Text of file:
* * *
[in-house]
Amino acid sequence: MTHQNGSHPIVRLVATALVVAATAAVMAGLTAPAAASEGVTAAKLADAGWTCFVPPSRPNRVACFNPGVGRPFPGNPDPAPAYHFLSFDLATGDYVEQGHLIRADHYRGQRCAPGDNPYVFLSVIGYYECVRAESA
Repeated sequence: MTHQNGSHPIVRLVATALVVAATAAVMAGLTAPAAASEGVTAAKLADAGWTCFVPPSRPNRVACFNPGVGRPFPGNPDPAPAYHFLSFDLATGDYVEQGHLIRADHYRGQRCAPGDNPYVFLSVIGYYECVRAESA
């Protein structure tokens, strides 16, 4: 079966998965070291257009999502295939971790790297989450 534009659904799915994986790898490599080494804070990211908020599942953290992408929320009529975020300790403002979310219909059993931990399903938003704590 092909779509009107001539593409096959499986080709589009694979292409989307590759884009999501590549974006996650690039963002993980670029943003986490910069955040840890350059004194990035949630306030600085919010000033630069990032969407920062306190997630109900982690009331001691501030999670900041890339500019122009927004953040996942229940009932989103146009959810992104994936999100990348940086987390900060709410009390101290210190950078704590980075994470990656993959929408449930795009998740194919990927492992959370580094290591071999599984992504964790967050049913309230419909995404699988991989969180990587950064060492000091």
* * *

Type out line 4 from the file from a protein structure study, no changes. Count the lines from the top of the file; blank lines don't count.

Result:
């Protein structure tokens, strides 16, 4: 079966998965070291257009999502295939971790790297989450 534009659904799915994986790898490599080494804070990211908020599942953290992408929320009529975020300790403002979310219909059993931990399903938003704590 092909779509009107001539593409096959499986080709589009694979292409989307590759884009999501590549974006996650690039963002993980670029943003986490910069955040840890350059004194990035949630306030600085919010000033630069990032969407920062306190997630109900982690009331001691501030999670900041890339500019122009927004953040996942229940009932989103146009959810992104994936999100990348940086987390900060709410009390101290210190950078704590980075994470990656993959929408449930795009998740194919990927492992959370580094290591071999599984992504964790967050049913309230419909995404699988991989969180990587950064060492000091």